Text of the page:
(Id.). After the conclusion of suppression hearings
on August 22, 2017 and October 13, 2017, the trial court
determined that Gideon "made voluntary statements during
a noncustodial interview" and denied the motion to
suppress his statements. (Case No. 17CRB01385, Doc. Nos. 12,
14, 17); (Case No. 17CRB01386, Doc. Nos. 14, 17); (Case No.
17CRB01387, Doc. No. 12, 14). (See also Case No.
17CRB01385, Doc. Nos. 14, 15, 16).
On February 6, 2018, the State filed a motion to join case
numbers 17CRB01385, 17CRB01386, 17CRB01387. (Case No.
17CRB01385, Doc. No. 18). Gideon filed a memorandum in opposition
to the State's joinder request on February 23, 2018.
(Case No. 17CRB01385, Doc. No. 20). The trial court granted
the State's motion on April 9, 2018 and joined all of the
cases for trial. (Case No. 17CRB01385, Doc. No. 27A); (Case
No. 17CRB01386, Doc. No. 18A); (Case No. 17CRB01387, Doc. No.
15A). (See Case No. 17CRB01385, Doc. Nos. 21, 25,
27). (See also Case No. 17CRB01385, Doc. No. 22).
The cases proceeded to a jury trial on April 18-20, 2018.
(Apr. 18, 2018 Tr., Vol. I, at 1); (Apr. 19, 2018 Tr., Vol.
II, at 1); (Apr. 20, 2018 Tr., Vol. III, at 1). The jury
found Gideon guilty of the sexual-imposition charge in case
number 17CRB01385, 17CRB01386, and 17CRB01387, respectively.
(Case No. 17CRB01385, Doc. No. 42); (Case No. 17CRB01386,
Doc. No. 22); (Case No. 17CRB01387, Doc. No. 19).
On May 11, 2018, the trial court sentenced Gideon to 60 days
in jail in case number 17CRB01385, 60 days in jail in case
number 17CRB01386, and 60 days in jail in case number
17CRB01387. (Case No. 17CRB01385, Doc. No. 45); (Case No.
17CRB01386, Doc. No. 25); (Case No. 17CRB01387, Doc. No. 22).
The jail terms imposed were ordered to be served
consecutively for an aggregate sentence of 180 days in jail.
(Id.); (Id.); (Id.). The trial
court also classified Gideon as a Tier I sex offender.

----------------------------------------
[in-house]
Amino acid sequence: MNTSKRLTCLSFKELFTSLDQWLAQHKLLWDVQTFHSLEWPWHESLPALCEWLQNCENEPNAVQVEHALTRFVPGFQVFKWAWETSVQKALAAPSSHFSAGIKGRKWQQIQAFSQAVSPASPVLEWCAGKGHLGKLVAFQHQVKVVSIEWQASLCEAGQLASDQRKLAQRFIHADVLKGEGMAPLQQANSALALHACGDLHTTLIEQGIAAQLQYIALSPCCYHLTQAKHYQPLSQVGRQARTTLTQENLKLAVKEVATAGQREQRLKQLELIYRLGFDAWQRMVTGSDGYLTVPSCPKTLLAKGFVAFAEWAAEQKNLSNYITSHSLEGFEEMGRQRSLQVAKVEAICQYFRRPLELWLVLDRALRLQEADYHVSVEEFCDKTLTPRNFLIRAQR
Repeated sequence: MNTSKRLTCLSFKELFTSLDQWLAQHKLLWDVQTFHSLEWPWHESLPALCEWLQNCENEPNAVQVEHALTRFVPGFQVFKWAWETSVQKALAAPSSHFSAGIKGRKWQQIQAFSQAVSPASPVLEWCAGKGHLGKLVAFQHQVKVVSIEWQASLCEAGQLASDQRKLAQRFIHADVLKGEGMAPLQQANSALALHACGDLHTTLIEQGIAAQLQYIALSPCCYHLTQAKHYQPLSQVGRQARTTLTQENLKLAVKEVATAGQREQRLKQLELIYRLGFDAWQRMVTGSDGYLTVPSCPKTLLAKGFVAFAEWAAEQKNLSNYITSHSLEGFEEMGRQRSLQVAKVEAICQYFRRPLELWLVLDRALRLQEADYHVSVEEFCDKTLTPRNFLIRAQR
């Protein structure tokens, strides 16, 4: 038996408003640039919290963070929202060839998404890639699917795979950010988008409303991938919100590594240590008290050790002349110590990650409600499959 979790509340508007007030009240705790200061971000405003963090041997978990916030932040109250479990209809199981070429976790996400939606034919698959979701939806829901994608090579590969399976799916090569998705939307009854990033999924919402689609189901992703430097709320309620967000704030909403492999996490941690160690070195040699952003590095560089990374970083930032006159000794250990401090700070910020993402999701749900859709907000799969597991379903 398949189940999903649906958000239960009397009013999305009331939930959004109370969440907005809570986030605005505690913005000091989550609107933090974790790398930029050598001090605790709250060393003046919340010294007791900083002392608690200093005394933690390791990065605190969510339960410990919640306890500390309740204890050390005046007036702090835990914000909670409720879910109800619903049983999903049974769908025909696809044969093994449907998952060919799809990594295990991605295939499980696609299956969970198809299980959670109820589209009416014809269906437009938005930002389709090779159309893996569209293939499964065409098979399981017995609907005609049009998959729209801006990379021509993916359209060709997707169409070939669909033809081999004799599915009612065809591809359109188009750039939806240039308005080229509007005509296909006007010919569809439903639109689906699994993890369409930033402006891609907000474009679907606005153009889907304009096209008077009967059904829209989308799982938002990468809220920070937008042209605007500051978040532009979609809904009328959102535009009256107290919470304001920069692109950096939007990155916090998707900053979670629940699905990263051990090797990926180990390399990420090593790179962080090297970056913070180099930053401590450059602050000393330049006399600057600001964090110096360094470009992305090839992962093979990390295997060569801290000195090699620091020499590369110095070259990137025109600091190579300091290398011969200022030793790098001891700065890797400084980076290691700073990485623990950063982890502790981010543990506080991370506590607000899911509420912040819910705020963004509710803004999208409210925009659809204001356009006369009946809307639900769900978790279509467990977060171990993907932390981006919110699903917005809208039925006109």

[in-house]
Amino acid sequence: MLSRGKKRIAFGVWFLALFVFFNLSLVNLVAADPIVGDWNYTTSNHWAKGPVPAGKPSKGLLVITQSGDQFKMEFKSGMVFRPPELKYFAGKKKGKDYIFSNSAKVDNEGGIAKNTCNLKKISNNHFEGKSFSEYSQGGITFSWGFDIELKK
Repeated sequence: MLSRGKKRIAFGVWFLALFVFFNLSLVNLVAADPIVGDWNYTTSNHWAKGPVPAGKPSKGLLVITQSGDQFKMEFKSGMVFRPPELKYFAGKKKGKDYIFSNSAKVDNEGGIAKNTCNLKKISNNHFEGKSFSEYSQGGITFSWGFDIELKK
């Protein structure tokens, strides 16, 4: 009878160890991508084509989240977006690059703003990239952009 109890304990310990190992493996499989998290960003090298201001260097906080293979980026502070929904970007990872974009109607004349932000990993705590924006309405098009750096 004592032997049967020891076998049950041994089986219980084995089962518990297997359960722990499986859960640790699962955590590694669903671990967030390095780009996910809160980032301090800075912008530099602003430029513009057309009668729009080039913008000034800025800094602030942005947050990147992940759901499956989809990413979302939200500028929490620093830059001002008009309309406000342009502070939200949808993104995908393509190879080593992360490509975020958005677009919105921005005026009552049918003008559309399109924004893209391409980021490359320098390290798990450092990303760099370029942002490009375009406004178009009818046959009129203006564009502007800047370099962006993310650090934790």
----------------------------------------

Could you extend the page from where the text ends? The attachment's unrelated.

(Id.); (Id.); (Id.).
Gideon filed his notice of appeal on May 11, 2018, and raises
four assignments of error for our review. (Case No.
17CRB01385, Doc. No. 46); (Case No. 17CRB01386, Doc. No. 26);
(Case No. 17CRB01387, Doc. No. 23). Because it is
dispositive, we address only Gideon's first assignment of
Assignment of Error No. I
The Denial of Defendant-Appellant's Motion to
Suppress His Oral and Written Statements to the Medical Board
Investigator and the Admission of Those Statements in the
State's Case-In-Chief Violated His Rights Under the Fifth
and Fourteenth Amendments to the United States Constitution
and Article I, Section 10 of the Ohio Constitution.
In his first assignment of error, Gideon argues that the
trial court erred by denying his motion to suppress oral and
written statements that he made to Investigator Yoakam as
evidence. In particular, Gideon contends that the trial court
erred by concluding that his belief that his statements were
coerced was objectively unreasonable under the circumstances.
In making that determination, Gideon argues that the trial
court "failed to consider the degree to which
[Investigator] Yoakam's disciplinary investigation was
intertwined with the police department's criminal
investigation." (Appellant's Brief at
A review of the denial of a motion to suppress involves mixed
questions of law and fact. State v. Burnside, 100
Ohio St.3d 152, 2003-Ohio-5372, ¶ 8. At a suppression
hearing, the trial court assumes the role of trier of fact
and, as such, is in the best position to evaluate the
evidence and the credibility of witnesses. Id. See also
State v. Carter, 72 Ohio St.3d 545, 552 (1995). When
reviewing a ruling on a motion to suppress, "an
appellate court must accept the trial court's findings of
fact if they are supported by competent, credible
evidence." Burnside at ¶ 8, citing
State v. Fanning, 1 Ohio St.3d 19 (1982). With
respect to the trial court's conclusions of law, however,
our standard of review is de novo, and we must independently
determine whether the facts satisfy the applicable legal
standard. Id., citing State v. McNamara,